Katie Rosauer is a woman of many hats. Not only is she applying to be a PA, but she also hosts a podcast with her best friend where she talks about applying to medical school. She is helping to provide free medical care with the fires happening in California with her free mobile medical clinic MedSpire Health. She is an influencer on Instagram talking about healthy lifestyle and inspiring us with her fabulous fashion.

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Alice:  Katie Rosauer is a woman of many hats. Not only is she applying to be a PA, but she also hosts a podcast with her best friend where she talks about applying to medical school. She is helping to provide free medical care with the fires happening in California with her free mobile medical clinic MedSpire Health. She is an influencer on Instagram talking about healthy lifestyle and inspiring us with her fabulous fashion. Welcome, Katie! We are so excited to have you on.

Katie: Thank you so much for having me. I am very excited to chat with you today.

Alice: Awesome. So I just kick things off with some more fun questions. What is your favorite word in the dictionary?

Katie: I like the word essential because I think it can be very relative in taking care of yourself and caring for others. As an individual of Medspire, we became the essential medical care that was needed at the time following the campfire. You can take that word and apply it to many different scenarios. The work that I am going to do in my life as a PA will be essential, and the path to learning and everything that you want to be. You have to put yourself first. And what I am going to talk about today is essentially making yourself a priority, and that way you can be your best self to care for others.

Alice: I think that is awesome. I love how you were able to work essentially in there as well. I have never heard essential used so much. I had never even thought about what an essential worker was before Covid, before all of this. You have undergone like what the fires were in 2018. Can you talk a little bit about starting Medspire?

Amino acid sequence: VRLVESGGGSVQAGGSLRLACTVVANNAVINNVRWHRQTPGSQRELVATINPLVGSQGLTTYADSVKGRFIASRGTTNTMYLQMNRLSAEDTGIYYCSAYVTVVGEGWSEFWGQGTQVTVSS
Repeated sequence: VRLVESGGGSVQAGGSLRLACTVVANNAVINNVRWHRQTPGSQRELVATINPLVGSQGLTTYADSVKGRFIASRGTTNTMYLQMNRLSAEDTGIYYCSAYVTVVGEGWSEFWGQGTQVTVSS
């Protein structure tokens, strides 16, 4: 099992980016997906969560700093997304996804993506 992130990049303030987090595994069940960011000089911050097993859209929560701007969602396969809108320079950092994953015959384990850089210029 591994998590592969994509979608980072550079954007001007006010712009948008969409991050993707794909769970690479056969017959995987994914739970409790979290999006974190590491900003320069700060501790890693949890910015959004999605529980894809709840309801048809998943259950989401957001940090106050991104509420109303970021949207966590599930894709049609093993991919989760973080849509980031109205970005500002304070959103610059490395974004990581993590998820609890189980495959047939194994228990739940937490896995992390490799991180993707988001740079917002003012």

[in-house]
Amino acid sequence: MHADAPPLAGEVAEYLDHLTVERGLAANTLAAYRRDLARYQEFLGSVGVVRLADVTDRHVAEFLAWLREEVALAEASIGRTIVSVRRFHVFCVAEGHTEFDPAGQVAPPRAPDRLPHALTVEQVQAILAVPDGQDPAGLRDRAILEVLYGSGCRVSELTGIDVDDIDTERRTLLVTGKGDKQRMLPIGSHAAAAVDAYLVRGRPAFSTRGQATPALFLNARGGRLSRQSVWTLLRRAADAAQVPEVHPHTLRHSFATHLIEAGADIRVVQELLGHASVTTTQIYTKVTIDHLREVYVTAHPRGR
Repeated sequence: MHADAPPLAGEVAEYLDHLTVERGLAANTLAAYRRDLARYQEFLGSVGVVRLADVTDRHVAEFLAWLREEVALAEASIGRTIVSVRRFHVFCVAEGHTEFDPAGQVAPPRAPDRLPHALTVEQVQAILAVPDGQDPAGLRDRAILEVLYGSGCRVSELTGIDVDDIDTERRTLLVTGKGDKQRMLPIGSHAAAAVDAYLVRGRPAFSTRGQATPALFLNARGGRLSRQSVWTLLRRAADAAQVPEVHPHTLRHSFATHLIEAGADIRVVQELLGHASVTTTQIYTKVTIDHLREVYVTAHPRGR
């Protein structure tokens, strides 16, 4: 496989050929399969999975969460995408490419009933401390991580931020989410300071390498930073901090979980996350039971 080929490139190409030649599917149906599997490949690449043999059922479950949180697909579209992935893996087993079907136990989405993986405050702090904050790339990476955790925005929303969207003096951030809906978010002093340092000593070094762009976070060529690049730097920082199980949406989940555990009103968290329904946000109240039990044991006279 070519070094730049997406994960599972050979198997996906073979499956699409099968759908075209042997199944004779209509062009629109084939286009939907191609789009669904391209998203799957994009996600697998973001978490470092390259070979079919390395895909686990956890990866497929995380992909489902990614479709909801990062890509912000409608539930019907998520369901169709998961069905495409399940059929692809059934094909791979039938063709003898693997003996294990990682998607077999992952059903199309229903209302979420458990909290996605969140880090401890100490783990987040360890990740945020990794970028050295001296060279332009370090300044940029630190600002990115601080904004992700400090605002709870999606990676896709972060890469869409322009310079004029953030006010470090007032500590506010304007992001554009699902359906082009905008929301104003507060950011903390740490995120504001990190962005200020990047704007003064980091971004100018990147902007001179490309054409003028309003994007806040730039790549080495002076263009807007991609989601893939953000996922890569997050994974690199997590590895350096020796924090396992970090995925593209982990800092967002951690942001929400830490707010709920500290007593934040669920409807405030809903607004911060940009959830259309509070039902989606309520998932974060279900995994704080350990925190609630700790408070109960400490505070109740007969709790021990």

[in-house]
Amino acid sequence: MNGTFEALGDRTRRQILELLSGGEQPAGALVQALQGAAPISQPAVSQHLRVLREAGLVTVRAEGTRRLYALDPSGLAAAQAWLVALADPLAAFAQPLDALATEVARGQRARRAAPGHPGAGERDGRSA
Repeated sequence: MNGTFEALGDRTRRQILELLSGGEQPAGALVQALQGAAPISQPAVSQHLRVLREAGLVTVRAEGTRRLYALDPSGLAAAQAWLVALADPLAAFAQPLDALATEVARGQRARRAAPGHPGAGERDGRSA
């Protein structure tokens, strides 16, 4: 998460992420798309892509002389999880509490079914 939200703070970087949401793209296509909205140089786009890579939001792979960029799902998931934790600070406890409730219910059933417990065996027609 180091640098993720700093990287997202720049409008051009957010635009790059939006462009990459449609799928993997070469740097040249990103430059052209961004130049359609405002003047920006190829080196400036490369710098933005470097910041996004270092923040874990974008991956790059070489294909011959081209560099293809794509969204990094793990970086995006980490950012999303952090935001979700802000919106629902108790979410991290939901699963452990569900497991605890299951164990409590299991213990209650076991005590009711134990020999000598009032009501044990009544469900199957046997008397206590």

Katie: Absolutely, yes. It has been a very steep learning curve. Never did I think that I would be a founder of a 501(c)(3) Nonprofit. I was actually still in college studying Exercise Physiology at Chico State, and I was a medical scribe at Feather River Hospital in the ER, which started in May of 2018 and just absolutely flourished. I was learning something new by the second. Being a medical scribe, I will talk more about it, has been the most amazing experience, and the most learning experience that I have ever had.

Alice: What is a medical scribe? I am sorry to cut you off.

Katie: No, it is okay. I get asked this all the time. It is hard to explain if you are not familiar with the medical field, but I am essentially, there you go, the medical providers’ personal assistant. I am doing and charting all the notes; I am ordering all the labs; I am ordering all of the diagnostic imaging, following up on referrals, placing orders, and just being there to help the medical providers focus on the patient. Rather than staring at a computer, patient-centered care is something that I truly believe in, and if the medical providers can care for the patient while I am over there typing, I think that is amazing.

I go into every single exam room; I am there for the entire visit; I get to see start to finish on every aspect of a patient encounter behind the scenes, in the exam room. I seriously learned something new every day. I have had a multitude of different scribing experiences in different departments, but in the ER is where I started. I was right there in codes and scribing everything so quickly. So you have to be a good listener.

I worked at Feather River Hospital for those six, seven months, and I was still going to Chico State. I woke up that morning and my mom asked me, “Katie, come look at the sky. Something is going on.” I said, “Oh, mom. You are dreaming [?]” We have this group where all of us scribes would talk. One of the scribes was already up there and said, “This is bad. I see flames all around me. We are evacuating the hospital,” My instinct was, “how do I help?”, “what do I do?”

The day went on. The sky was pitch black; it was two PM, and it looks like it was midnight. I actually stayed at school because I did not want to miss class. l had Exercise Pathophysiology. Then it came to the point where, I believe that class was from two to four-fifty, she said, “No, we cannot stay. We had classmates that were living in the area.